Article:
Although the picturesque town is caught in a temporal paradox that sends visitors back in history, the guiding principles are as progressive as they come.

Half-timbered homes; a lonely location in the wooded hinterland of eastern Germany; menacing rock pinnacles encircling the town on one side, and the surging Elbe River on the other—Schmilka has all the elements of a Brothers Grimm fairy tale from the 19th century. The picture is complete once a wicked witch is introduced. The only street in the village was naturally cobblestoned, so you have to run up and down it looking for a Wi-Fi signal. The buildings are about 200 years old, and the food and beer are made using similarly antique methods. Schmilka was a popular holiday destination 200 years ago, according to local art historian Andrea Bigge. She said, “It is again, yet it still feels like that time period.” “You have time here,” added guest-house proprietor Ansgar Rieger. “No schedules, no lists. You come to Schmilka to “do nothing.”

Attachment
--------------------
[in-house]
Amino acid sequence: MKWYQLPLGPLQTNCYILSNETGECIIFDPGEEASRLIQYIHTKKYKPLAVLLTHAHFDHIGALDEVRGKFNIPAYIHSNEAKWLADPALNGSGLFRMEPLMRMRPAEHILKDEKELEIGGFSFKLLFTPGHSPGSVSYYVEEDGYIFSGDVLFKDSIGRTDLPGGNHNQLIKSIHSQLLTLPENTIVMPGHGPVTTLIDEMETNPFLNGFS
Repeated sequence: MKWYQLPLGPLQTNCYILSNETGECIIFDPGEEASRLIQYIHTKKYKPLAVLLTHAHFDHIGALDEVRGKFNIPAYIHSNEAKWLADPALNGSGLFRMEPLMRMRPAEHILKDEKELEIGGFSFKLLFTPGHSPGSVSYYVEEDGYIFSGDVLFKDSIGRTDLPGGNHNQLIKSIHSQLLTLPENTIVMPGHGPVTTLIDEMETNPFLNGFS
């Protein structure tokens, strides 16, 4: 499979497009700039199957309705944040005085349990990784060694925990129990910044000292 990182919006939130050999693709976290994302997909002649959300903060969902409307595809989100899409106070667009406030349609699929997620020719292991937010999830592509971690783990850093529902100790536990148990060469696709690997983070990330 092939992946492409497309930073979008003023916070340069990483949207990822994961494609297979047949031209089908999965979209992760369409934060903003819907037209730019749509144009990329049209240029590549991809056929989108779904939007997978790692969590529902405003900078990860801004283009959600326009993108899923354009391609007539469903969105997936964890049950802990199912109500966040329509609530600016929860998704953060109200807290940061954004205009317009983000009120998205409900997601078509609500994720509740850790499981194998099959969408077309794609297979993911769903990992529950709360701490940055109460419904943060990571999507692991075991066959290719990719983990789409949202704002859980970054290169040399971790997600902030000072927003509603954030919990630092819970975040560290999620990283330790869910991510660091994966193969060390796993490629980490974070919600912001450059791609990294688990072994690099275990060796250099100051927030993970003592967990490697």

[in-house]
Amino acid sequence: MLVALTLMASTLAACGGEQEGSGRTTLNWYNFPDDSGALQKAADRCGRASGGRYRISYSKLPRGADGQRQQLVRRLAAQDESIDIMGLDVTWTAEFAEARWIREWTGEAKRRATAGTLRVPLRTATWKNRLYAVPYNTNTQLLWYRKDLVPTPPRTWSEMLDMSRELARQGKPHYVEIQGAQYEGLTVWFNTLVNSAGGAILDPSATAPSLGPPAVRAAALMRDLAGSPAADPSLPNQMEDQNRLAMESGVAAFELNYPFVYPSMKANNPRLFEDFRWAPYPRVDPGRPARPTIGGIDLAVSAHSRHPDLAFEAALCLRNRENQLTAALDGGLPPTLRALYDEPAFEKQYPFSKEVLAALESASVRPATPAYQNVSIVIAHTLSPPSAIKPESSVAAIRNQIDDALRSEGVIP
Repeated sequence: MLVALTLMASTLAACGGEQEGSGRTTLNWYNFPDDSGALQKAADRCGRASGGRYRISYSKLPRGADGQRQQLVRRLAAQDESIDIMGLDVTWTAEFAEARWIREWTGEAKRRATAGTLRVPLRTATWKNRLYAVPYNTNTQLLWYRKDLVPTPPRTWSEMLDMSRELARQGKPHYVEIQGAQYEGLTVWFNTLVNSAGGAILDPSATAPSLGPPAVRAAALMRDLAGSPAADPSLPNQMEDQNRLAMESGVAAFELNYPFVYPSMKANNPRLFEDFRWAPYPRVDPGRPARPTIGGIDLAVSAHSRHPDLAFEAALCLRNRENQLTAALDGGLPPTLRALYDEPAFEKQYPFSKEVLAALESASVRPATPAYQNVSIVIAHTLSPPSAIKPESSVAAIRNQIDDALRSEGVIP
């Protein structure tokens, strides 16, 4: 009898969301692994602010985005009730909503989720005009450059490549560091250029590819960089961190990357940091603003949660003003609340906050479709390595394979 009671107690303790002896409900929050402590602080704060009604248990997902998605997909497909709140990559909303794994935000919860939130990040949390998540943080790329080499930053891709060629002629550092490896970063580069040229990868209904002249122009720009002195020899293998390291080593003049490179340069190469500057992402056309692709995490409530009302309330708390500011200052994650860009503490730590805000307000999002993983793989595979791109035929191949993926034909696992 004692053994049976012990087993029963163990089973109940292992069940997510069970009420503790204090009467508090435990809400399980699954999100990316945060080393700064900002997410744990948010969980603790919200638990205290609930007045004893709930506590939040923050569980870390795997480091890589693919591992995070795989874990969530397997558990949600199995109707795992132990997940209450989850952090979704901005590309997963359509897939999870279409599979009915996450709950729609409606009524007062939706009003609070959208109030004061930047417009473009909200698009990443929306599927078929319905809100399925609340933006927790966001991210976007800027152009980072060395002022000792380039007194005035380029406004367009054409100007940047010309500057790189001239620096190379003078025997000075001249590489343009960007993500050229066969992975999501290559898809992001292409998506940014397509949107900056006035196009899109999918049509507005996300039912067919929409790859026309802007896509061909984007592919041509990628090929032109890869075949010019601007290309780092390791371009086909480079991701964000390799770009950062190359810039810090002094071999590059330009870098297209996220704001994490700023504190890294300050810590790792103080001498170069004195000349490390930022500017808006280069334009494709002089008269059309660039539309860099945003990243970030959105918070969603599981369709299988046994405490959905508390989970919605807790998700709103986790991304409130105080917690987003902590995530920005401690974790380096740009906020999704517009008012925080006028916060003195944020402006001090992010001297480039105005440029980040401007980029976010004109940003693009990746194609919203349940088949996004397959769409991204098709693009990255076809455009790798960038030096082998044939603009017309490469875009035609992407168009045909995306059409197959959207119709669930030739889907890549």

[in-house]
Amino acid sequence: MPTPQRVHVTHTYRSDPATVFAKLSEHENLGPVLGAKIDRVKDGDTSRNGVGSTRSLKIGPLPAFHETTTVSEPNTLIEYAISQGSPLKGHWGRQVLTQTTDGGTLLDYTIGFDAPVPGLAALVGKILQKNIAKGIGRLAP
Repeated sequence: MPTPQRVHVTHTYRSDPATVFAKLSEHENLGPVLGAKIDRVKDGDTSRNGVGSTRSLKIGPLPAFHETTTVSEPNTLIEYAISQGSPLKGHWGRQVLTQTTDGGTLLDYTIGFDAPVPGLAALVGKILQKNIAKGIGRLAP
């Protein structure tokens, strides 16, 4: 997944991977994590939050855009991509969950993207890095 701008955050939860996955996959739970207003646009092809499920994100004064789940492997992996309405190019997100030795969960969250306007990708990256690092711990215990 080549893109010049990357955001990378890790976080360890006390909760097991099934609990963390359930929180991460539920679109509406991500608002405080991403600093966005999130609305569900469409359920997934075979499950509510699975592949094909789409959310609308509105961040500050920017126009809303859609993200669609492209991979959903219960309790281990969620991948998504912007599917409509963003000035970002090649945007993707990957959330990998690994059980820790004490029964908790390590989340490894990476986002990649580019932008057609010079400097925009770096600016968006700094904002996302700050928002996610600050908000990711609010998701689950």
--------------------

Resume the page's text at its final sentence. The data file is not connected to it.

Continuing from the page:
Technically speaking, Schmilka is not a municipality in and of itself; rather, it is the downstream outpost of the bigger town of Bad Schandau. But it’s not hard to imagine a tiny, remote country town in a park where mountain climbing and hiking are popular as a getaway for nature lovers.